Icy Coating Today – A Real Storm Friday?
Quite a disconnect: waking up to a windchill of -13F Monday morning with whitecaps on area lakes. Huh? Our on-again, off-again winter is on again. This week will be a subtle (yet blunt) reminder that a mild autumn (4th warmest) doesn’t automatically imply an easy winter to come.
A weak system will squeeze out up to an inch of snow today. Remember, cold storms with trivial amounts of snow are more problematic on highways than 4” at 32 degrees. Take it easy out there today. Skies clear tomorrow with a shot at 40F Thursday, before another snowy encounter Friday into Saturday morning. A storm forecast to track from Denver to Madison may push a band of heavier snow into much of southern Minnesota by late week. It’s too early to be tossing inch-amounts around, but suffice to say plowable amounts are possible, with the best chance of a (big) pile of white south/east of MSP.
Pacific air returns next week, and depending on how fast snow melts, we could see a few days near 40F. Spasms of snow with a lingering mild bias overall.
Nuisance Coating Today. The cold storms (always) make me more nervous than precipitation falling close to 32F. The salt and chemicals used on highways aren’t nearly as effective at 15-20F, so even though snow amounts today will be minimal, roads may be icy.
Friday Snow Event – Temperatures Mellow Next Week. All models show more puffs of Pacific air returning next week with 30s, even a few days in the 40s (depending on rate of snowmelt and cloud cover from day to day).
A Definite Maybe. It’s still too early to be predicting snow down to the inch, but ECMWF (above) suggests potentially significant snow amounts over southern Minnesota and much of Wisconsin. It all depends on the final storm track. (note: your results may vary).
Pacific Domination. Brief spasms of cold air, but longer spells of milder, Pacific-moderated air. That’s was the story during the 4th warmest meteorological autumn on record, a trend which may reemerge by mid-December, if you believe GFS guidance.
This Year’s Hurricane Season Was The 4th Most Expensive on Record. Marketplace has details: “The 2021 hurricane season officially ended this week. It was the second year in a row that the number of named Atlantic storms exhausted the list of storm names, and the fourth most expensive hurricane season on record. As far as hurricanes go, 2021 will be most remembered for Ida, the storm that intensified quickly in the Gulf of Mexico and came ashore in Louisiana as a Category 4 — and not just because of the damage it did there, said Benjamin Strauss at the nonprofit Climate Central. “Ida also delivered all of this rainfall all the way up in Pennsylvania, through New Jersey and New York, that did so much damage,” Strauss said. The National Oceanic and Atmospheric Administration (NOAA) estimates that Ida did about $65 billion dollars in damage, making it the most expensive storm of the season…”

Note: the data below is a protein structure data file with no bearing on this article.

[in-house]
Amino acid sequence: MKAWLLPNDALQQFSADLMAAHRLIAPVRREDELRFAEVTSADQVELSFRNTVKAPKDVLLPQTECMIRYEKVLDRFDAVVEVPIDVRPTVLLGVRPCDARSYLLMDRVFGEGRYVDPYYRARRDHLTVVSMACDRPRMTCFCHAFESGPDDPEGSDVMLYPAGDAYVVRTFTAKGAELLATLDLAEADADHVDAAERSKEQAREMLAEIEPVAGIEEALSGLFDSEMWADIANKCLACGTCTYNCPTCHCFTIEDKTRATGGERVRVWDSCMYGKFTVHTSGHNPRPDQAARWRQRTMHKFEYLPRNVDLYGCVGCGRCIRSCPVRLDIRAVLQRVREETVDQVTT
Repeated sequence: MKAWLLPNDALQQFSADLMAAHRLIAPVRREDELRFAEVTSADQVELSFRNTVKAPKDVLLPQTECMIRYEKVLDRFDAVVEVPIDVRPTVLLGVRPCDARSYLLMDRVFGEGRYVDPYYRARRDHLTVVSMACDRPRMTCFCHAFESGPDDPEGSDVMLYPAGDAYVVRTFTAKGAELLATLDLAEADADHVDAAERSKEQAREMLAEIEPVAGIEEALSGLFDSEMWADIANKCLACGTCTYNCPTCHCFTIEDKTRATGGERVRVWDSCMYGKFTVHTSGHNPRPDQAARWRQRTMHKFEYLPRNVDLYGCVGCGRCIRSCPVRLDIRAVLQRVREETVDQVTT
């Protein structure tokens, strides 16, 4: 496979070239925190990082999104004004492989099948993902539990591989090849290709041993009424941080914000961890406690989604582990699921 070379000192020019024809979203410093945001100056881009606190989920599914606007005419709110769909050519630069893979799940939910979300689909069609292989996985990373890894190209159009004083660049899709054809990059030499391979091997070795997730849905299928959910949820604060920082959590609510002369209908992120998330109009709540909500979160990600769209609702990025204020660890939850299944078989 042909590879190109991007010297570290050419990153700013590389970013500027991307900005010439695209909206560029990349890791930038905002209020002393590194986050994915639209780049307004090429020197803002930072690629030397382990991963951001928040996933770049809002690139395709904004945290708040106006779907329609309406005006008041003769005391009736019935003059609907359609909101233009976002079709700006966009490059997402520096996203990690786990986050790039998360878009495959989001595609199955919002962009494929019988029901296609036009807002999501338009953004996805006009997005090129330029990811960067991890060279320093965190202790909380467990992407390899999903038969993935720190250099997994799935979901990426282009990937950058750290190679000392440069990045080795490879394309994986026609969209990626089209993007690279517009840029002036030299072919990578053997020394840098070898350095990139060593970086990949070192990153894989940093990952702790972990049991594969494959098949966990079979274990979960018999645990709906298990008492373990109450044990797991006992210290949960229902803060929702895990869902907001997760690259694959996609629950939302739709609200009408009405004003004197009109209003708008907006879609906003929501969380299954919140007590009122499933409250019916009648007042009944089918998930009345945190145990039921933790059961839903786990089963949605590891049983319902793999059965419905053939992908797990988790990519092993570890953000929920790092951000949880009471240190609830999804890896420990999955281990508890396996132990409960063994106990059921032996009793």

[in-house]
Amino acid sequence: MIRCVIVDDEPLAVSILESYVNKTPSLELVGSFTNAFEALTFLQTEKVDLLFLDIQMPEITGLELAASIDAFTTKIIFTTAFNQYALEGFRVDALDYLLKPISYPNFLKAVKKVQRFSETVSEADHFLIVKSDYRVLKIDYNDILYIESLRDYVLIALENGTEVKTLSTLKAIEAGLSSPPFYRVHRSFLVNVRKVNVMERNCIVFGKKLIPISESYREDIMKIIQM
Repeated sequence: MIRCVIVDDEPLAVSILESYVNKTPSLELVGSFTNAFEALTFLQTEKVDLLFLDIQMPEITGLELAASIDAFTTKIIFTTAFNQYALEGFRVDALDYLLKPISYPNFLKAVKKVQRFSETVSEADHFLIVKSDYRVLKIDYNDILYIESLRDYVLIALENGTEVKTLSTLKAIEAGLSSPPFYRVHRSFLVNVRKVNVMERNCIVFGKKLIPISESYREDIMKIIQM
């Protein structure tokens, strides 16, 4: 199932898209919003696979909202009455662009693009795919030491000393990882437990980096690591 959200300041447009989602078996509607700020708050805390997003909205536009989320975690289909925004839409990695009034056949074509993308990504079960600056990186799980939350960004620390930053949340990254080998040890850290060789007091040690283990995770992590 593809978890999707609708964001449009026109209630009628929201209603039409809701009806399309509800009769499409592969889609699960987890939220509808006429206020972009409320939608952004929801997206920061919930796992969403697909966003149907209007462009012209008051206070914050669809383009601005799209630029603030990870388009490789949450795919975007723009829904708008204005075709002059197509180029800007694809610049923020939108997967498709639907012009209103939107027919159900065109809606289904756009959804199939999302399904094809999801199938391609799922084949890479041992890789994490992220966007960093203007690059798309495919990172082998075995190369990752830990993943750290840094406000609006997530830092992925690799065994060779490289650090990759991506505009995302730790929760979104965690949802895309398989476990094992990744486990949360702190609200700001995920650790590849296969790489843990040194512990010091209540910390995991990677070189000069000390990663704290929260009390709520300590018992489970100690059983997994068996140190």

New Harvard Study Declares Winner Between Pfizer and Moderna Vaccines. TheHill has details: “A new study published in The New England Journal of Medicine claims that the Moderna COVID-19 vaccine is slightly more effective than the Pfizer inoculation. The study was conducted by researchers from the CAUSALab at the Harvard T.H. Chan School of Public Health, Harvard Medical School, the Brigham and Women’s Hospital along with the Veterans Administration was published online on Dec. 1. Researchers stressed that both the Moderna and Pfizer vaccines are highly effective at preventing symptomatic COVID-19 and that the difference in protection against the virus offered by each vaccine is tiny…”
Map/List of Best Holiday Lights. If you’re looking to take the kids (or grandparents) on a road trip to check out lights here is a great place to start!
Australia is the Drunkest Country in the World. Who knew? Here’s an excerpt from Vice.com: “…Mexicans, New Zealanders and Romanians ranked lowest in terms of how frequently they got drunk, according to the report. While Australians may have ranked as the world’s biggest binge drinkers, however, they weren’t as unhappy about their drinking habits as some. When researchers asked people to consider if they regretted getting drunk – or “wishing you had drunk less or not drunk at all” – Australia ranked ninth in the world. Irish, Polish and New Zealand respondents had the most regrets about getting drunk, while Denmark had the least. Overall, cis men were the least likely to regret getting drunk...”